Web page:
Sylvia Kang'ara, a law professor at the University of Washington, grew up in Kenya's Rift Valley. She studied at the University of Nairobi...

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Sylvia Kang’ara, a law professor at the University of Washington, grew up in Kenya’s Rift Valley. She studied at the University of Nairobi before obtaining advanced law degrees from Harvard Law School.

Peter Kithene, a UW graduate student in health administration, founded the organization Mama Maria to provide basic healthcare to poor people in rural western Kenya.

We asked them to help shed some light on the question of how a once stable Kenya could plunge so quickly into chaos and violence.

Q: What is the ethnic makeup of Kenya?

Kang’ara: There are 42 tribes. The largest is (the) Kikuyu. The Luo and Kalenjins are among the other largest ethnic groups. (Kang’ara is a Kikuyu; Kithene is a Luo.)

Q: What is causing the conflict between tribes?

Kang’ara: Kenya was colonized by the British from 1899-1963. The British first settlements were in the Rift Valley and central Kenya, inhabited primarily by the Kikuyu. Because the British took Kikuyu land, the Kikuyu had to be moved from their homeland to other parts of Kenya. They were dispersed throughout the country.

The British system relied heavily on Kikuyu to supply labor to white communities because Kikuyus were agricultural communities. Kikuyu labor was the bloodline for the British colonial empire.

The struggle for independence was led by Kikuyu, including the Mau Mau movement. That meant the transfer of power from British mainly to Kikuyu elite. The question of Kikuyu dominance was always at the forefront of the independence negotiations. In 1963, the Kikuyu, the Luo and the Kalenjins agreed to have a unitary government as a way to keep the country together, minimize the prominence of ethnicity and build a national identity.

But the distribution of resources, especially land, occurred along very ethnic lines. Kikuyus were the agricultural community and they had been dispersed away from central Kenya. When the whites left, the Kikuyus were the first to acquire land they vacated. Kikuyus had easy access to credit which allowed them to start businesses and become more economically dominant and have access to education more than other tribes. With economic power, they began to control politics.

Kithene: I think tribalism has been in people’s minds and I think greed and selfishiness to me is the cause of all this. I’m worried about the tribal division that is taking place that didn’t have to take place. People could have disagreed on political lines. I’m really saddened and devastated.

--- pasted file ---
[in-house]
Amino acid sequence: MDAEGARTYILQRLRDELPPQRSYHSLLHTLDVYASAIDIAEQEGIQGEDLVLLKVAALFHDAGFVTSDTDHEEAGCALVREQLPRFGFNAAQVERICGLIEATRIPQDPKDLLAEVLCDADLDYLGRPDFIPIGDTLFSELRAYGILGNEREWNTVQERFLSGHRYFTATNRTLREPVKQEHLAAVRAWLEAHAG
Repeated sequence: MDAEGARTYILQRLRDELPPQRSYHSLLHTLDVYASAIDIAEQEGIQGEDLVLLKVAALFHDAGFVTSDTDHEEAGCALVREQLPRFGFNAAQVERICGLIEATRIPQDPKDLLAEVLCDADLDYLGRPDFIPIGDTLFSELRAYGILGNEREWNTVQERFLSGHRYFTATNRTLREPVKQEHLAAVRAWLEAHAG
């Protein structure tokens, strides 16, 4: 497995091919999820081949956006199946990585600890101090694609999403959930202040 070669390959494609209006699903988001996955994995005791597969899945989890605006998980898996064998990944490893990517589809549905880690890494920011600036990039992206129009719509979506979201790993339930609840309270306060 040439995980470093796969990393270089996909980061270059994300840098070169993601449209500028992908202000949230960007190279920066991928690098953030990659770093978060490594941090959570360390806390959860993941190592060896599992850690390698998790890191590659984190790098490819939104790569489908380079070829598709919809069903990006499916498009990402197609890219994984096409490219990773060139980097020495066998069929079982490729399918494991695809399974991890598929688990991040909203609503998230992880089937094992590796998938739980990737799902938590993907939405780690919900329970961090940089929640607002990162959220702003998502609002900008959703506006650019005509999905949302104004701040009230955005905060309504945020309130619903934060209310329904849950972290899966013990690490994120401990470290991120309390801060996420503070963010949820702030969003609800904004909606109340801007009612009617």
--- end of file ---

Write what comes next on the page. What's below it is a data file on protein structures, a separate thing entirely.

Q: What problems happened in the election?

Kithene: What happened was for the first time in Kenyan history people came out in huge numbers to vote. Leaders promised elections are going to be fair. People were so excited: we can vote, our voices can be heard. Until that time people lived in peace.

The alleged rigging of the election and swearing in of the president by the cronies of the president’s tribe, people thought this is not right. They saw Kikuyus doing this. The leaders have enough money and protection, but they should think of the poor people who are dying senselessly, put all their differences down and call for a reelection for the sake of the country.

Kang’ara: Both sides, the government and opposition, engaged in election malpractices. I have no dog in this race because both sides are pretty disgusting in that sense. The question of fairness is a sideshow I think. What is going on is class warfare.

Kenya, like most nations in the world, has serious economic inequality. So in this class warfare you have two extremes. The government extreme holds that there should not be overt distribution of resources. The market should distribute resources, and Kikuyu have the right to own property anywhere. The other extreme is (the view that) Kikuyus are the enemy and dominate and we need a state that can distribute resources more directly rather than leaving it to the market. Because the majority of Kenyans are poor, it’s easier for them to fall on the second extreme.

Q: How serious is the threat of genocide?

Kithene: We are worried about that. A friend tells me if you walk on the streets anywhere there are groups of people who stop you and want to see your identification card. If they see you were born in a community they don’t want, they kill you on the spot.

Kang’ara: Given the history of the country, given we have had ethnic clashes before in 1992, and given what happened in Rwanda, I would rather err on the side of caution. We need to calm down the country and avert a possible genocide. Any talk about the election should include a good dose of education on the dangers of ethnicity.

Q: What impact is the conflict having throughout the region?

Kang’ara: Because Uganda, Rwanda and other landlocked countries in the region depend on Mombasa’s port, the violence could effect them. They might not get supplies. (There is) also the question of food supplies in Kenya itself. Food that gets to market in certain parts of Kenya such as Nairobi is farmed upcountry, in the communities that are targeted. When you cannot get food from up market to city, it means people in cities are going to starve.

There are farmers in Eldoret who don’t know what to do with their milk.

It risks unraveling the fabric of the economy pretty fast. Those who would like to see a check on Kikuyu dominance would rather their people produce the food and take it to market. Maybe that’s a good thing, but it’s not going to happen today or tomorrow. The fighting is not going to help.

Kristi Heim: 206-464-2718 or kheim@seattletimes.com